The villains are perfect — immediately set apart from the other cast by clearly evil facial hair — and are rather genuine, never over-the-top. Their one flaw is not being brazenly vicious enough to just kill their prisoners instead of holding them captive in iron suits…
This is totally a ninja movie, but it’s not fetishistic of the shadow craft the way the Shinobi no Monos, 17 Ninja, Ninja Hunt, Third Ninja etc. that would follow. What’s there is good — we see well-timed smoke bombs and caltrops put to good use. Also really nice are legitimate espionage activities of the non-black-suited variety — agents posing as bar girls so they can overhear drunken guards brag about their fortress then steal their uniforms for a latter incursion. This info-gathering and subtle spy work is historically credible depth often too absent in ninja movies.
The costumes are more realistic than expected too, in that many are just dark civilian clothing repurposed for commando work, and could easily be adjusted on the fly for an individual to blend in with a crowd.
But for the tropey weapon-hounds, there’s also some early star-shuriken on display, mostly from Oyuki, who briefly uses one for hand-to-hand combat, which you just never see in movies. There’s also a really nasty looking manji-star from out of nowhere!
What you don’t have with a movie this early is the 60’s craze thing where everything grinds to a halt so you can witness in exacting detail how poison is dripped down a thread onto a sleeping target or how a lock is picked on a wooden castle gate — nigh-educational segments that would become common genre vocabulary a few years after this film.
The previously mentioned foot-in-the-swashbuckling-50s is largely why — there’s nary a trace of the morose-ness or fatalism of the latter decade’s releases, no somber pacing mirrored by the precision work of a driven loner. The frantic serial-like pacing and equally 40s/50s-style rousing score leave little room for quiet shadowy work.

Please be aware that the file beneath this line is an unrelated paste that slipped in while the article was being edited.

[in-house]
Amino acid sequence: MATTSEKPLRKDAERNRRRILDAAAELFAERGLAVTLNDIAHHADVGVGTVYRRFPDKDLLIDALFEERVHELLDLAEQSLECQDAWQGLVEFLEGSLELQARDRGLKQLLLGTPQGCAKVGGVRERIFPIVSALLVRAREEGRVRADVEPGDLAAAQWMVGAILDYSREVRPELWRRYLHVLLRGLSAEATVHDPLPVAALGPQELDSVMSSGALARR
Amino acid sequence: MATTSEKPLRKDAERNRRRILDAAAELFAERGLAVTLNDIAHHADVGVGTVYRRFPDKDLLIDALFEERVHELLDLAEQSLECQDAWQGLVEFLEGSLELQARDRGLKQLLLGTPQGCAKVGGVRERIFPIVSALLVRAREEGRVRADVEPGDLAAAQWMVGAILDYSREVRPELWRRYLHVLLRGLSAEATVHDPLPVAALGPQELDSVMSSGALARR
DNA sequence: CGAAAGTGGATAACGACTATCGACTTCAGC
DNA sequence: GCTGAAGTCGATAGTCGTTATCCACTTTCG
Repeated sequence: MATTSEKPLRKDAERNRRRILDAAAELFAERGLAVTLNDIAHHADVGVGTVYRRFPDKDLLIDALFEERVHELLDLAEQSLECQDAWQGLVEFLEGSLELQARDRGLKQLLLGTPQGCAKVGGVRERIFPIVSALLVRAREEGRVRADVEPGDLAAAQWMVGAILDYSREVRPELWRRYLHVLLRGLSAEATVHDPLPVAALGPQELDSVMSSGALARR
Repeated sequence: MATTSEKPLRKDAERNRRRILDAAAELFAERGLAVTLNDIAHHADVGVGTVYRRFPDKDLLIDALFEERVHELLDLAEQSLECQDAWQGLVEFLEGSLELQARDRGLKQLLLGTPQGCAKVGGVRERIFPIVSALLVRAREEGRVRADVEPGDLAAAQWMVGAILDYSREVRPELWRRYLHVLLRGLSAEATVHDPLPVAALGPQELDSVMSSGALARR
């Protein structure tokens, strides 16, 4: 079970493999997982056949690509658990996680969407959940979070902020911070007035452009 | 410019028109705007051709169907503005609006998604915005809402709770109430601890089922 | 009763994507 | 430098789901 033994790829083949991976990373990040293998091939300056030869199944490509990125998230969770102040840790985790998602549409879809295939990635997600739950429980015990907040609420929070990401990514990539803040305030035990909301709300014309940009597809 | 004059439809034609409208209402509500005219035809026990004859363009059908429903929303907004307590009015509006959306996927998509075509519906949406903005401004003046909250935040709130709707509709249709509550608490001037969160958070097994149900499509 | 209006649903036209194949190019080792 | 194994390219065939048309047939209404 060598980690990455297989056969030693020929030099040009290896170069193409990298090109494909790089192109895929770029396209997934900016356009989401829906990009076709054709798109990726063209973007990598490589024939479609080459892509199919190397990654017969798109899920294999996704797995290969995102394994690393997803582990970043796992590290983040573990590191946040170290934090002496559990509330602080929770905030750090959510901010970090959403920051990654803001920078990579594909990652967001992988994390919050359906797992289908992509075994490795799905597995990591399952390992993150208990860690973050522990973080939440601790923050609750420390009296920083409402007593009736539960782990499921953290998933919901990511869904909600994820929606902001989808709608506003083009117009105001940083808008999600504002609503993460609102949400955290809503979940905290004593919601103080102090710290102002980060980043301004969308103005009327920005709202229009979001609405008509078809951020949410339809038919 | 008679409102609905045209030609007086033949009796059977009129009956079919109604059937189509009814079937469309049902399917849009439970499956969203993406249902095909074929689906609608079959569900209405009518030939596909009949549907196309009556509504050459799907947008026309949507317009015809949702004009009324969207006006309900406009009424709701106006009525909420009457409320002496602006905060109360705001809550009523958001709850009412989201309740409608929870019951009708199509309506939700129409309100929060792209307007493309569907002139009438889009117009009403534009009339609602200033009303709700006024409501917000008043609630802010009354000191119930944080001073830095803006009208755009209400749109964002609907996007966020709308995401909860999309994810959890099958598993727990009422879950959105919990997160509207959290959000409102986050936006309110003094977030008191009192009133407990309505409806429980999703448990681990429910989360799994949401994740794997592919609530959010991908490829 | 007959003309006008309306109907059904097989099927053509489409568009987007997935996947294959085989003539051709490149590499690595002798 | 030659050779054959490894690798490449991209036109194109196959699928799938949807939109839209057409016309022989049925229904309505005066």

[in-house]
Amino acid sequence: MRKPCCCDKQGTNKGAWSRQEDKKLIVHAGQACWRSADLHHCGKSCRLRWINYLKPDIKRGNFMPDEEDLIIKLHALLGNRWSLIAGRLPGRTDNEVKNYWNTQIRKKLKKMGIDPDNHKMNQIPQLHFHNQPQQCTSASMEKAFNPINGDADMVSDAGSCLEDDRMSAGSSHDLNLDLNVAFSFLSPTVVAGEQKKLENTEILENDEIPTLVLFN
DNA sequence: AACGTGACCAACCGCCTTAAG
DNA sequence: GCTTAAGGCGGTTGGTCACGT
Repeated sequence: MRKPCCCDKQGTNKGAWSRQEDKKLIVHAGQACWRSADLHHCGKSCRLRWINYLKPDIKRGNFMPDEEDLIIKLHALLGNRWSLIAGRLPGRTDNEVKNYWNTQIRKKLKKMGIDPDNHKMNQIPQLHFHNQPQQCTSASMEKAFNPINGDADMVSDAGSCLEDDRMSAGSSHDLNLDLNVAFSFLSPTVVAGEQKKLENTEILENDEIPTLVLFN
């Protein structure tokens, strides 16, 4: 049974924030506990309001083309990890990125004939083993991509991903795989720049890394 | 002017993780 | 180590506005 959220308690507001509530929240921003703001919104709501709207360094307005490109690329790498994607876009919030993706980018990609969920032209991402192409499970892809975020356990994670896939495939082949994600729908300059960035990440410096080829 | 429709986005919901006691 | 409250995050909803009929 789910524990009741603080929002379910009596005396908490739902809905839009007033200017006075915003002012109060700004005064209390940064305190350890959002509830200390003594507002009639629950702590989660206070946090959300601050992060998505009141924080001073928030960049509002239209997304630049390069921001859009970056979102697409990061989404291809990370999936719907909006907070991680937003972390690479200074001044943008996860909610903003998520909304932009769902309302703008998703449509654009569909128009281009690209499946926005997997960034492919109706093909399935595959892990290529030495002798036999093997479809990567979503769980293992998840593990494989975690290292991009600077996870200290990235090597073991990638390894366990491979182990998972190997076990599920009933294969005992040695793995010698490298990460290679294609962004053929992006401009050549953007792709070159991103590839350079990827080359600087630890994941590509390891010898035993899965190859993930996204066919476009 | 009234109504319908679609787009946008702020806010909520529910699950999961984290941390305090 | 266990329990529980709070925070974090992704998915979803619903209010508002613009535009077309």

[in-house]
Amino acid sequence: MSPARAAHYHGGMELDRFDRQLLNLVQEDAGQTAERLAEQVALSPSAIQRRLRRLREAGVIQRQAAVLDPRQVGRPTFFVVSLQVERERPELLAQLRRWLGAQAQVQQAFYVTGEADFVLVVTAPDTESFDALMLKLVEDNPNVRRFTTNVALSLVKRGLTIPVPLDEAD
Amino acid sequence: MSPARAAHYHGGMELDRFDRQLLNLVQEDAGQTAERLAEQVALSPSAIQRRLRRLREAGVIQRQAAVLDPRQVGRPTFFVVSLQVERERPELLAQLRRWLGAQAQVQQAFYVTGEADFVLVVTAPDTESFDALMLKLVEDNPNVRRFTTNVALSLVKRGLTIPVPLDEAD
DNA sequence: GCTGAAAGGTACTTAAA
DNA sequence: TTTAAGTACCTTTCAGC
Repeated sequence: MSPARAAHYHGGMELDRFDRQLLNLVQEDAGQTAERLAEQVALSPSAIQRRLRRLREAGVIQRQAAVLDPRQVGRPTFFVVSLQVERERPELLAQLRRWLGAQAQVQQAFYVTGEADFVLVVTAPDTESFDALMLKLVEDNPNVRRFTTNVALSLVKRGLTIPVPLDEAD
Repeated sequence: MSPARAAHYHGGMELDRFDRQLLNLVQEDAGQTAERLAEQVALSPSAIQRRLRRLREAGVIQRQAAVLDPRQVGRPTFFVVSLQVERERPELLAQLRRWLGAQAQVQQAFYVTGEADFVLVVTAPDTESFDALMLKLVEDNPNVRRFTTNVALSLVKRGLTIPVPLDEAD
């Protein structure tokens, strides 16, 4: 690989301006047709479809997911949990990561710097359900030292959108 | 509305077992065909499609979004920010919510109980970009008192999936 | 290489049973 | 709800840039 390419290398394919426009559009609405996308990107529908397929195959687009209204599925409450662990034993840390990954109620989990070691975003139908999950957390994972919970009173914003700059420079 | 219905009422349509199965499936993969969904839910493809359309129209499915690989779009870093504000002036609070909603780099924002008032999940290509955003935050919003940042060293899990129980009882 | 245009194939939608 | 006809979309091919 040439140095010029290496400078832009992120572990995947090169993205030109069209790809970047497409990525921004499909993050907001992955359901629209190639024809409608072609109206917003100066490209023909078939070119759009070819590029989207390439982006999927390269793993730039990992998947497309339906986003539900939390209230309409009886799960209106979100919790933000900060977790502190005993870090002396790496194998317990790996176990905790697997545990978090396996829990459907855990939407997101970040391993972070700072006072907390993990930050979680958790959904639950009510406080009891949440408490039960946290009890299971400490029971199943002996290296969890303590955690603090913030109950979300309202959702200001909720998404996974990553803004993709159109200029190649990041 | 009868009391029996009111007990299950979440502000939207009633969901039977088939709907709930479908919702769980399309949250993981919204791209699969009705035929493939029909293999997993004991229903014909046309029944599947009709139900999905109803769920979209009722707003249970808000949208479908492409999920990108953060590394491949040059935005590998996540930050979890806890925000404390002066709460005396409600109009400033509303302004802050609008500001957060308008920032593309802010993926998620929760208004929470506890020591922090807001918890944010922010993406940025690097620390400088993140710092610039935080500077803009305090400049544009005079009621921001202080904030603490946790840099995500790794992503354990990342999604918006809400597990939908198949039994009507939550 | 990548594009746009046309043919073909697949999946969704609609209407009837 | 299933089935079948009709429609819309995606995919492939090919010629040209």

Things definitely get loud toward the end, when the spy game gives way to pure swordplay — and it’s standard katana, nothing ninja-specific. I’d say this is simply the 50’s-ness still influencing here, but plenty of 60s films end in traditional sword duels as well. Ninja is a sub-genre of chambara afterall, and the genre has its rules…
Sadly, by film’s end and a successful plot foiling, our hero can neither be with the one he loves nor love the one he’s with, but what else do you expect from a 60s ninja movie? The idea that a ninja can never escape ‘the life’ nor find normal love or domestic tranquility would be explored tirelessly for the next ten years. Daiei would obviously continue with b&w ninja movies that defined the decade, and I wonder if the always franchise-minded studio didn’t have further plans for this Koga commando.
Seeing as this film just sort of landed from out of nowhere, wouldn’t it be great to find out they actually did, and there’s a few more Koga flicks out there…
Wrath of the Koga Ninja is available from all the usual suspects and sellers of samurai DVDs. Highly recommended!
KEITH J. RAINVILLE — March, 2022